Danni Wyatt has revealed the “terrifying” moment when Cape Town’s famed Table Mountain cable car lost power and left her hovering helplessly high above the ground.
Wyatt and her teammates had joined tourists on the ride which sweeps over 1,000m up to the plateau above the city.
“There were a few technical issues that made me very nervous before we boarded the cable car and then it decided to drop a little bit and swung,” said the 31-year-old.
“It was a very terrifying experience. I don’t think I’ll be going up that mountain again anytime soon.”
Wyatt, who is in the country taking part in the Women’s T20 World Cup, said the system lost power due to load-shedding which can blight the country for up to 10 hours a day.
“I’m not going on that cable car ever again. It’s the load-shedding, once the electricity goes, that’s it,” she said. “Next time, I’ll take the stairs.”
The Table Mountain Aerial Cableway, as it is officially known, opened in 1929 and carries around 900,000 people a year.
The company said that a hydraulic system, which kicks into action during load-shedding, had suffered a technical fault on Wednesday.
“What happened is not what we aim for,” said managing director Wahida Parker. “We sincerely regret the experience that passengers had who were stuck in our cars. We are happy to confirm that all the passengers safely reached the upper and lower stations.”
On Friday, Table Mountain will form the stunning backdrop as Wyatt and her England teammates face South Africa in their World Cup semi-final at Newlands.
Wyatt, who made her international debut in 2010, made 59 as England piled up 213 against Pakistan to complete a perfect run in the group stage of the tournament.
Now she is determined to continue that momentum as England seek a second T20 world title after their 2009 triumph and to make up for the personal disappointment of missing out on the inaugural Women’s Premier League.
Wyatt went unsold in the auction for the money-spinning showpiece which takes place next month.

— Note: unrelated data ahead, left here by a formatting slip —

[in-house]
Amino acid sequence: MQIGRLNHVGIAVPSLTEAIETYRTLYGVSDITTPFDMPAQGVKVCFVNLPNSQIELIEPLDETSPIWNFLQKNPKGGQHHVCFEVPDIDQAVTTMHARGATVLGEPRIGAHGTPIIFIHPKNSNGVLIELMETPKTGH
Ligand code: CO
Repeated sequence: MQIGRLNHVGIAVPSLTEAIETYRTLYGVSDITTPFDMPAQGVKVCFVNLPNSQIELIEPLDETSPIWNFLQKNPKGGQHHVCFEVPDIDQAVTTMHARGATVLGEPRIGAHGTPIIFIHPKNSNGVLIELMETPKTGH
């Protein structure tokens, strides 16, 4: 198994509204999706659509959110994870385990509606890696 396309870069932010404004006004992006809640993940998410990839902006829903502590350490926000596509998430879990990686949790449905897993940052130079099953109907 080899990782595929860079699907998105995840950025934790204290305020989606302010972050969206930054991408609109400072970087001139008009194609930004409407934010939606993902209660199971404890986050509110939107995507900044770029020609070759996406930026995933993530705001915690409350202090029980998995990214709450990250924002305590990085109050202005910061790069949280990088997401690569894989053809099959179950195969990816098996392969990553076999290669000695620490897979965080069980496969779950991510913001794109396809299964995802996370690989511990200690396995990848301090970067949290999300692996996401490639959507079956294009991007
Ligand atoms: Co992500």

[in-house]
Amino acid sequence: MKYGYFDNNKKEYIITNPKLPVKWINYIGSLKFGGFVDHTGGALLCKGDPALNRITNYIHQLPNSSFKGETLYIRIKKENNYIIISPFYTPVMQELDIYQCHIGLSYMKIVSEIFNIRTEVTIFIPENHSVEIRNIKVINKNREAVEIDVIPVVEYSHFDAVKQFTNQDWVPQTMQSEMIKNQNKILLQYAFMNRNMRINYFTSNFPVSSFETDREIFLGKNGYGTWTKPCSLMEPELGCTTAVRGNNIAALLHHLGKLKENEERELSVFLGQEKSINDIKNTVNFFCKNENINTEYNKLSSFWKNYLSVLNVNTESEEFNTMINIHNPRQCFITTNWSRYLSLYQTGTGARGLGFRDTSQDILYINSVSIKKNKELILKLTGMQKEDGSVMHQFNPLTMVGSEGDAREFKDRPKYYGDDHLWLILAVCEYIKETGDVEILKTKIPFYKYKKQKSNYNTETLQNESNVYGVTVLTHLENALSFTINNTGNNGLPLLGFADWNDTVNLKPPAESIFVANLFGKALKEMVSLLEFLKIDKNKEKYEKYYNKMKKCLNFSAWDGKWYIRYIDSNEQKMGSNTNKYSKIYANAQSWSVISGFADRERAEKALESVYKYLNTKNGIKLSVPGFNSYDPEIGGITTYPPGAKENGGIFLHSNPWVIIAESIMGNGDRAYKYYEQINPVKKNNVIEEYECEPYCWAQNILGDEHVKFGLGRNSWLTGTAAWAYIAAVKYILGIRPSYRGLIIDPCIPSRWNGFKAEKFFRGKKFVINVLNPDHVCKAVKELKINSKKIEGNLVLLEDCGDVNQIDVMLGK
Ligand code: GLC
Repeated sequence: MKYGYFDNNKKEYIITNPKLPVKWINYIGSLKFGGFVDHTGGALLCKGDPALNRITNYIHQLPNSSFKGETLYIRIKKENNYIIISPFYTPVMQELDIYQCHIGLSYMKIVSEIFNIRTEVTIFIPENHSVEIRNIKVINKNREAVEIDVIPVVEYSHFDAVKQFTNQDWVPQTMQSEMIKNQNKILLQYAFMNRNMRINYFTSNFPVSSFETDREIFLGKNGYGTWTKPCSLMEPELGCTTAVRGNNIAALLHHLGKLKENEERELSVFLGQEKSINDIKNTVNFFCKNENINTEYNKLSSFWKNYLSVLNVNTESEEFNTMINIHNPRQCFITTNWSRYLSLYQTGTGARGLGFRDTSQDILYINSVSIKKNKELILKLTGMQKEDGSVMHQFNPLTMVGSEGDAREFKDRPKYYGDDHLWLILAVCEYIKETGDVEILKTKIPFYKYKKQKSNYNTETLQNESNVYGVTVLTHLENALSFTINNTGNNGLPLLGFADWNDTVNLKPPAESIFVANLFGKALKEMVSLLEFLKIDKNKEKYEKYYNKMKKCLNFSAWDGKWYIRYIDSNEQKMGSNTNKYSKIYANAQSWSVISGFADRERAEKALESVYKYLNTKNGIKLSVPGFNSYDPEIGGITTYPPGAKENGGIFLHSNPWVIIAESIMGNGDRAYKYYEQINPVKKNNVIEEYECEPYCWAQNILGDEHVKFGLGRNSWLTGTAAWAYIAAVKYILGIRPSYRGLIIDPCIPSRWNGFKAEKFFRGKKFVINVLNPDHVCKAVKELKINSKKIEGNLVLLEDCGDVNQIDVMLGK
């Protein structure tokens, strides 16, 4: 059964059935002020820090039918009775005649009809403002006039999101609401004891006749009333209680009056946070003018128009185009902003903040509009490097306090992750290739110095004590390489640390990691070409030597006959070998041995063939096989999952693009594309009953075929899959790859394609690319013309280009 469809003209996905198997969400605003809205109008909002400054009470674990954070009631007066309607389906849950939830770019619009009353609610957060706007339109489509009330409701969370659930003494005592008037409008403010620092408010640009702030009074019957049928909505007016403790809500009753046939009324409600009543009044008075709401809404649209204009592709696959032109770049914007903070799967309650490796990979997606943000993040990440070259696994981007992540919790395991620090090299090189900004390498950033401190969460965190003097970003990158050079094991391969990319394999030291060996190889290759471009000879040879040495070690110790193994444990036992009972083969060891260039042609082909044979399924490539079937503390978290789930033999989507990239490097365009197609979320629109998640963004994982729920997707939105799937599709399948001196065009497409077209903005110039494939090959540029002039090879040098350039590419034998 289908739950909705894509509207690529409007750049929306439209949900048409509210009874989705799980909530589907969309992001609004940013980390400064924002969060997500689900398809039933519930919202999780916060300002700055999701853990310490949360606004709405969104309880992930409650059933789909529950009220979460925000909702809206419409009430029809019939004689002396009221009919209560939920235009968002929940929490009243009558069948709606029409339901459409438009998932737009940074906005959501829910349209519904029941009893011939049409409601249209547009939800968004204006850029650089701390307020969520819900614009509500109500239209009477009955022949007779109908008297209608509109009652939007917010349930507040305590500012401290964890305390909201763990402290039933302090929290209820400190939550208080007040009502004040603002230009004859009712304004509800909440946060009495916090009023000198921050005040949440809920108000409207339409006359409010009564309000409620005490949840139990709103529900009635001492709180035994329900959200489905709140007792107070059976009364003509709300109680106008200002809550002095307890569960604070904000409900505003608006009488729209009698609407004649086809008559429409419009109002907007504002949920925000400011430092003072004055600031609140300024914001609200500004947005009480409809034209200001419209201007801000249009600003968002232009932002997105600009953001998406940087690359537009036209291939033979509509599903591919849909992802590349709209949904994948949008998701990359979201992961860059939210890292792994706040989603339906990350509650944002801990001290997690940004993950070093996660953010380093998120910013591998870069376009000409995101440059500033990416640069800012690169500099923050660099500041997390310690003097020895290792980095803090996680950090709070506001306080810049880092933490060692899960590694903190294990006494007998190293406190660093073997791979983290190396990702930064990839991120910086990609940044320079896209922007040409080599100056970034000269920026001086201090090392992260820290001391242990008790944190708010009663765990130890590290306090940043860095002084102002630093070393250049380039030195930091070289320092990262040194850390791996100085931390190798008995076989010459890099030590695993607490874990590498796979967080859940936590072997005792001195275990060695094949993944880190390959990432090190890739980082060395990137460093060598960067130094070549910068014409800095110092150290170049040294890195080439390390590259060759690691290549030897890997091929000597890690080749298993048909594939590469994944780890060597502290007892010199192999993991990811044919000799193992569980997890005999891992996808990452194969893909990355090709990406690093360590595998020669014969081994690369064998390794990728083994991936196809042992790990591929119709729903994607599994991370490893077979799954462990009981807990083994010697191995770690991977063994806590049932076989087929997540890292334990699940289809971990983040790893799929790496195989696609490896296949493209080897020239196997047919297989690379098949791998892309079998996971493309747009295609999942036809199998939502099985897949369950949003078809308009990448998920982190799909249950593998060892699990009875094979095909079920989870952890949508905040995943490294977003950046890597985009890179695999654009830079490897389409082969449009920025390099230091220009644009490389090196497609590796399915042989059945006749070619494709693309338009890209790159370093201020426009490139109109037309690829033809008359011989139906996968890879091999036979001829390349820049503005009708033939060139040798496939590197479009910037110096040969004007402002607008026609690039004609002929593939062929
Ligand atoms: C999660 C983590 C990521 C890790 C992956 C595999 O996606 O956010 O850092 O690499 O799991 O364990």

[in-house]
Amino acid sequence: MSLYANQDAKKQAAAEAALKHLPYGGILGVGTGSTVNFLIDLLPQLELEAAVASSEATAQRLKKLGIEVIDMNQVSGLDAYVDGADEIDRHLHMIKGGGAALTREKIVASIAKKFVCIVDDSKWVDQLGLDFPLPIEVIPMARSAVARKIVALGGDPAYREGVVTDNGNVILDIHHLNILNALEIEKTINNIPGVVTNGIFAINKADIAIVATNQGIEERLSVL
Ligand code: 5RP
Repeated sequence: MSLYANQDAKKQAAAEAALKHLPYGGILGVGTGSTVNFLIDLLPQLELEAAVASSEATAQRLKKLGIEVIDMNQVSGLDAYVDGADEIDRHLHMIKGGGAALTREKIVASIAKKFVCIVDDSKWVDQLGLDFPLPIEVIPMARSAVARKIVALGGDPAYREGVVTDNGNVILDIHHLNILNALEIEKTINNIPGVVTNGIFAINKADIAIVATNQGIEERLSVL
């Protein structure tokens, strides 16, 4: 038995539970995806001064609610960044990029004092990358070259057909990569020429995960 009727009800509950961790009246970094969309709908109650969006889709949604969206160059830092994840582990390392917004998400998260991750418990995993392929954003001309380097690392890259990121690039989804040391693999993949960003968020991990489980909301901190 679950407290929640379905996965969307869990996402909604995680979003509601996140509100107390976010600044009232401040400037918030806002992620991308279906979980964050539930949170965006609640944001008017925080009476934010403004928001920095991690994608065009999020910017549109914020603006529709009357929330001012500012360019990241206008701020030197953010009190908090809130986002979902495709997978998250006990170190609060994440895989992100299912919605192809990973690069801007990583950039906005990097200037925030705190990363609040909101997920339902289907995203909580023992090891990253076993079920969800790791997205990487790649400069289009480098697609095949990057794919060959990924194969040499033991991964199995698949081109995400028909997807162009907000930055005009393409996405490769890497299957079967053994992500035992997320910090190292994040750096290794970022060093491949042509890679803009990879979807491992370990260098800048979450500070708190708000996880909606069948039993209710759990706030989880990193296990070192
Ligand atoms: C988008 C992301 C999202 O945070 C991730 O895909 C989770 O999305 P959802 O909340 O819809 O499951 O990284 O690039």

“I got back to the hotel and just wanted to stay in my room. I was literally heartbroken,” recalled Wyatt, when she discovered she had missed out.
“The girls really got around me, which is really nice. Obviously, some people got what they wanted. Some people didn’t. I was just so proud of the way everyone handled it. I certainly felt a lot of love.”
England are favourites to defeat South Africa, who only squeezed into the semi-final on net run-rate after winning two of their four group games.
Wyatt said England will continue their policy of all-out attack which propelled them to a World Cup record score against Pakistan.
“We speak about wanting to break records,” she said. “We’ve been given a licence at the top of the order to go from ball one. We’ve got the depth in the order to allow us to do that as well.
“Even if it’s going to be tricky conditions, we’re still going to keep going hard.”
However, Proteas skipper Suné Luus, whose side also made the semi-finals in 2020, believes that England’s attacking game-plan could also be their Achilles heel.
“I think once they lose a wicket, they don’t stop being aggressive, which I think can definitely play into our advantage tomorrow,” said Luus.
The winners of Friday’s match will face defending champions Australia in Sunday’s final.
© Agence France-Presse